As Walters elaborates, perhaps the current President of Panama can close the chapter on that particular turbulent episode in Panama’s history. However, the targets of US interventions and victims of the US military-industrial complex, must regard the 1989 invasion as the opening salvo in an ongoing story. It is interesting to note that the US incursion into Panama occurred just as the rival superpower, the Soviet Union, was withdrawing from its traditional ‘buffer zone’ of Eastern Europe. This change in international relations allowed US imperialism to go on an ideological and military offensive.

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Let us be clear – there are no tears for the passing of the former general. Noriega began his career under the tutelage of the United States – or more correctly, the American military-intelligence apparatus. Informing on leftist students in the 1950s, Noriega went on to attend the US Army School of the Americas – the academy that has churned out murderous despots, criminal officers and uniformed thugs throughout Latin America.

Noriega’s rule in Panama was characterised by the repression and torture of dissidents. He closely aligned his administration with the objectives of US foreign policy in the Central American region. When, in 1979, the Nicaraguan Sandinista revolution toppled the hated rule of the pro-American dictator Somoza, Noriega did not hesitate to come to the aid of the Nicaraguan Contras, the collection of former Somoza regime rebels, killers, torturers and drug traffickers.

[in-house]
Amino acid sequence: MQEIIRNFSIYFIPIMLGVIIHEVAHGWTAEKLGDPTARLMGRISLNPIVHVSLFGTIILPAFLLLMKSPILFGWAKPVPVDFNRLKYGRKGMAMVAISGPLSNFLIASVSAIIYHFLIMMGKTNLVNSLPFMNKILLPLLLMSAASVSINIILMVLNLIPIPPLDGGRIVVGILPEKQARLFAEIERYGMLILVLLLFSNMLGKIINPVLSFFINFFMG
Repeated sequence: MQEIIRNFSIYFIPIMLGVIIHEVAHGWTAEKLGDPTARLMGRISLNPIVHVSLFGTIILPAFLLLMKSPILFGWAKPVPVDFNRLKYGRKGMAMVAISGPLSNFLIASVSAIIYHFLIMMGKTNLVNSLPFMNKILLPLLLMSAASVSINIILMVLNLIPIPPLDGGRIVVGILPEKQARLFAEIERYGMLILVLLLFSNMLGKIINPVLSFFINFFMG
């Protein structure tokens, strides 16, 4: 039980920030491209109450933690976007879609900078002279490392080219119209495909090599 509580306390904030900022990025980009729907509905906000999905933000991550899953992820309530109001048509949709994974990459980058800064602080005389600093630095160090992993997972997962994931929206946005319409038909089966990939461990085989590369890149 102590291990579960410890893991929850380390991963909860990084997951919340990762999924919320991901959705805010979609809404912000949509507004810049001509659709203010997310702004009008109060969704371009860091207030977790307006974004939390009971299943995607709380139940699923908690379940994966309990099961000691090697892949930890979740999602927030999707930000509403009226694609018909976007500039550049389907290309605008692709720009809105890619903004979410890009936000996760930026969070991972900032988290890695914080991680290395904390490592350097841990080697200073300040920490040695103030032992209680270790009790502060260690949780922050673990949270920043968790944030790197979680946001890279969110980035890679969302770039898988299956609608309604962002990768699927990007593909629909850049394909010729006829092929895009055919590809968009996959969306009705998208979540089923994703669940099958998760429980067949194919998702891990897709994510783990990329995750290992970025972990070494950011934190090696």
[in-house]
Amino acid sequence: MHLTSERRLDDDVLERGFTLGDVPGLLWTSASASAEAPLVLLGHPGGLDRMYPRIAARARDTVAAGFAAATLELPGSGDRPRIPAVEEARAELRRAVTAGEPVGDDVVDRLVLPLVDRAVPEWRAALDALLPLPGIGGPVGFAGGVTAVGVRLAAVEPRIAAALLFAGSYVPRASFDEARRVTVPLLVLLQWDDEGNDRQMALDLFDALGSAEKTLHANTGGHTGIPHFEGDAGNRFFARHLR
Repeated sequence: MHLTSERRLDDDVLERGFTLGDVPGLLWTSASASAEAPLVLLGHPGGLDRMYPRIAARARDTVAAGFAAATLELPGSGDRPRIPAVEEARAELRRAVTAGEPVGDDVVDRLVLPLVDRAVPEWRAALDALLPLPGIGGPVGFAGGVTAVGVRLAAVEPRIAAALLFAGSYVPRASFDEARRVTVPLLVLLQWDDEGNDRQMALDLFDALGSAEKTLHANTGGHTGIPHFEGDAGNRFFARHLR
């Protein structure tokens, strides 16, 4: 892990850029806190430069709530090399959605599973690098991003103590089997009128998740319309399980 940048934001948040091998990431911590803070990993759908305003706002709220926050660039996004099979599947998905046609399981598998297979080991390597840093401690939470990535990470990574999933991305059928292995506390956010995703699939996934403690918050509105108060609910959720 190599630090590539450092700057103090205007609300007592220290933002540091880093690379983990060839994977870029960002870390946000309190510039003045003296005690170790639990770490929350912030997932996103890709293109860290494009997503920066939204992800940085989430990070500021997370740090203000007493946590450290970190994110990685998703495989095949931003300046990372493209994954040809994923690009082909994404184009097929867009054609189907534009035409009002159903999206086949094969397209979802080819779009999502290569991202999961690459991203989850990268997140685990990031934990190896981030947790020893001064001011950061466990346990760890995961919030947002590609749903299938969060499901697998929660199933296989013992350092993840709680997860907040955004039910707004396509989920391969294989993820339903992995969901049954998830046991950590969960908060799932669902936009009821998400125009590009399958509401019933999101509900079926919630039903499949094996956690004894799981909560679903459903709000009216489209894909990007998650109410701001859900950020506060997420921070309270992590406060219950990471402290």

Noriega was one of many players embedded in the clandestine network that helped to carry out the Reagan administration’s Iran-Contra affair – the political scandal that involved the secret funnelling of American arms to Iran, and the use of the proceeds to surreptitiously fund the Contras. General Noriega’s abuses of human rights did not trouble his American patrons. Noriega’s Panama was a necessary and valuable conduit for American money, armaments and military personnel.